Each to their own

In Blakeney, in North Norfolk, England, there is a duck pond. Bear with me here. The Blakeney Conservation Duck Pond sits nestled in the Freshwater Marshes, just adjacent to the flood defense embankment constructed to protect the village from tidal surges. The duck pond is a hive of quacking, squawking and splashing, featuring a veritable smorgasbord of avian wildlife.

Just yesterday, I sat on a bench with my wife overlooking this pond. We watched the dozens of feathered creatures of all colours and sizes mingling with one another, amidst the smattering of curious duck houses perched in the water. One duck in particular caught my attention. It repeatedly plunged its head into the water, kicking out wildly in a vain attempt to dive down deeper. It was amusing, but I had to admire its tenacity.

As my wife and I wondered what the purpose of the self-proclaimed electric fence was surrounding the pond, a voice from the footpath behind us punctured the calm.

“Look at that! Isn’t it amazing?” a man gushed.

Well, I thought, it’s a pleasant spot to stop for ten minutes to eat an ice cream, but I wouldn’t go as far as to call it amazing. But each to their own, I shrugged in my head.

“Come on then,” another man said. “What are all these? You’re an expert, you should know.”

I imagined the second man gesticulating extravagantly towards the duck pond, not least because it suited my humorous mental image. I resisted the urge to turn around to see, though.

“I’m not an expert,” the first man drawled. “But look!” he piped up, his voice suddenly alive with excitement. “The pair with the white bibs. See them?”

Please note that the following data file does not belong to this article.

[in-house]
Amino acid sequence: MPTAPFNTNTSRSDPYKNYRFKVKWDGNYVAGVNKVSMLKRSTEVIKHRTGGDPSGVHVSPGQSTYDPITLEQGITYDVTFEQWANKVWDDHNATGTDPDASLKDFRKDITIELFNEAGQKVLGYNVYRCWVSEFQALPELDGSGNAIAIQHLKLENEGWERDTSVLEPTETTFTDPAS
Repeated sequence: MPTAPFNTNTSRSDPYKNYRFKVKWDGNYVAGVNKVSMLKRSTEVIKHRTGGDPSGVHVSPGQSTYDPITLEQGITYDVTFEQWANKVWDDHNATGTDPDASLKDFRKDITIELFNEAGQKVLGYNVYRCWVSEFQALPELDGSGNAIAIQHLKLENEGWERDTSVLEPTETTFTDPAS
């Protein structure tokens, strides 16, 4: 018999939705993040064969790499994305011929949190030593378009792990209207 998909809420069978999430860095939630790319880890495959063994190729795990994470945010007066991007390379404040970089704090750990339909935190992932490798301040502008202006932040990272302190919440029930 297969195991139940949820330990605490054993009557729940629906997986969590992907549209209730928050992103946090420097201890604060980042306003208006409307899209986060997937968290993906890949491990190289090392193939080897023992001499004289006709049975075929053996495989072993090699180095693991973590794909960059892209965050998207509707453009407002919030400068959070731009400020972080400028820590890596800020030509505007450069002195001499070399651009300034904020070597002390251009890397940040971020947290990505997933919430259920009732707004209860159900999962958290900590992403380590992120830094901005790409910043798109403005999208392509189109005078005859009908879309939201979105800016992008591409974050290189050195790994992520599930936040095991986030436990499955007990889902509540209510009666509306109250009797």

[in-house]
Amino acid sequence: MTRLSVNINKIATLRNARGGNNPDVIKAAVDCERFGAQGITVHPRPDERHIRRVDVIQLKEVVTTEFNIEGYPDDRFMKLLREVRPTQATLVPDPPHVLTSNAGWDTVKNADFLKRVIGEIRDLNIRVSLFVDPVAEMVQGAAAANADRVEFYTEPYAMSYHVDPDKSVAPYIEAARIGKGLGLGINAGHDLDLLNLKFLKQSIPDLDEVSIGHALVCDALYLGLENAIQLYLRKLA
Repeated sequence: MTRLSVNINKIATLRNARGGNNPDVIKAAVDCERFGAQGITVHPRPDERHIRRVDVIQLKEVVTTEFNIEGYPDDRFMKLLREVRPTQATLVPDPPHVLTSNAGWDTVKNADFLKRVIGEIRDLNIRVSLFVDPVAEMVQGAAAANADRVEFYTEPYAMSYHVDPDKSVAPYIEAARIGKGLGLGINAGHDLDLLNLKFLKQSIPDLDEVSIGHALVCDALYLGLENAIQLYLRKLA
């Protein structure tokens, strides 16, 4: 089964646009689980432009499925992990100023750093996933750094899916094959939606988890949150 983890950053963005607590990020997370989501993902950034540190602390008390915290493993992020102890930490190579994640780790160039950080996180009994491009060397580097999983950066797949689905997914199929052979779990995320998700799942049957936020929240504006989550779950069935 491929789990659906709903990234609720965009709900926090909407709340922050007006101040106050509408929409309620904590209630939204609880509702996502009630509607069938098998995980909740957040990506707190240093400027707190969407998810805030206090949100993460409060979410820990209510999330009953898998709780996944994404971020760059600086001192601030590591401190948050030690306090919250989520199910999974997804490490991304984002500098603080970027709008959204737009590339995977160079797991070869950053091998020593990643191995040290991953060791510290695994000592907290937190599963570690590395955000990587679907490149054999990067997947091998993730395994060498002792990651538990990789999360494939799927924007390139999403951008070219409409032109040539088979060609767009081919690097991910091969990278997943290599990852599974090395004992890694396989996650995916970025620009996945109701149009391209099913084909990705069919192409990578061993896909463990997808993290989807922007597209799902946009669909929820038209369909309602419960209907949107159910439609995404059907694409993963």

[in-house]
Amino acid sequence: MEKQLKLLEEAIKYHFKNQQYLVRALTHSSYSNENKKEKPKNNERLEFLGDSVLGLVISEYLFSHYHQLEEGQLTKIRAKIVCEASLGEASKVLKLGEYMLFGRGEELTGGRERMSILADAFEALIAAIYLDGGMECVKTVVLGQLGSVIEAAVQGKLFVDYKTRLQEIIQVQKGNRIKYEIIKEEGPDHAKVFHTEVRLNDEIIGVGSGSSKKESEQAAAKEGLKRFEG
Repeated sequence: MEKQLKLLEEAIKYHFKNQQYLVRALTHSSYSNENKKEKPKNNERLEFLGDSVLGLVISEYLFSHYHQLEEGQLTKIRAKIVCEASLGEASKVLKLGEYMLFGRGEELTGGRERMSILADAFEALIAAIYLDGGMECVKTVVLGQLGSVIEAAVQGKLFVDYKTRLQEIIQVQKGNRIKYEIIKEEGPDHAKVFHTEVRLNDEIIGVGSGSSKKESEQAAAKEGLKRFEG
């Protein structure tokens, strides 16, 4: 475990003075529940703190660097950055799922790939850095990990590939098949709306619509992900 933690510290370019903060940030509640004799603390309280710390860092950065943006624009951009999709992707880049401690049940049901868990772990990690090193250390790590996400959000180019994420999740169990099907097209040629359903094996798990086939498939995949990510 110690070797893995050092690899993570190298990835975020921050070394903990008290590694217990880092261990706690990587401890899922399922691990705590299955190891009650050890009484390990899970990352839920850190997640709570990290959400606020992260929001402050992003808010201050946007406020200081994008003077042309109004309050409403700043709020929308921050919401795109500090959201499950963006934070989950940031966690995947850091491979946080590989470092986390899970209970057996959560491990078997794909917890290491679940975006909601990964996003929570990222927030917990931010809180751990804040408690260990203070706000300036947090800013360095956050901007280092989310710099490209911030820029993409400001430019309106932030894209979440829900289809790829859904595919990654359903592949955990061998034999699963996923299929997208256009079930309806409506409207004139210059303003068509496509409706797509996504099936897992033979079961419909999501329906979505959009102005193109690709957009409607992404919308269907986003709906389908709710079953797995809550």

The other man gave assurances that he could, indeed, see them. I couldn’t have honestly said the same thing. To be honest, I wasn’t entirely sure what a white bib was.

The amateur enthusiast proceeded to describe the objects of his zeal in even greater detail, using terminology that for the life of me I couldn’t understand.

After a minute or so, the men’s chatter faded as they trooped away.

After they’d gone, I still found myself thinking about the first man’s unabashed, unquenchable display of enthusiasm. He was clearly knowledgeable about, and interested in, avian wildlife. To be honest, I found that amusing. If I had been in a more cynical mood, I must confess I may have been given to silent mocking.

But then I started to question why.

I am a huge fan of The Legend of Zelda series. I also have what most would consider a…healthy Zelda collection, shall we say? Sealed games, figures, strategy guides, statues – you name it, I have it. It’s entirely plausible, of course, that this amateur lover of avian wildlife would be completely baffled by my enthusiasm for The Legend of Zelda series.

This is, of course, pure speculation, but perhaps he would argue that his love for nature is more worthwhile than adoration of a video game series. After two weeks strolling through Nature’s magnificence in The Canadian Rockies earlier this year, I’m not sure I could disagree. I do hope, however, that I never have to choose between the two!

As I sat on that bench by Blakeney’s duck pond, these jumbled thoughts crystallised into a clearer sentiment. Forgive me if I come across as sanctimonious; that isn’t my intention at all.

It’s easy to think ‘each to their own’ dismissively, disregarding what one may perceive as odd with an air of condescension. Everyone has their own hobbies and passions, however, so who is to say which ones are more “valid” than others?

The man at the duck pond probably has a wealth of interests, of which avian wildlife is just one. Who knows if he would have been so dismissive if he had heard one of my inane rants to my long-suffering wife about the video game industry, or the new direction of The Legend of Zelda series with Breath of the Wild.

So next time I shrug ‘each to their own’, I’ll try to remember the guy at the duck pond. Dismissive condescension comes only too easily when witnessing people’s unrestrained effervescing about subjects that they love. But I have my own weird and wonderful interests, too. Just because I don’t understand someone’s passion, it should preclude a mutual respect.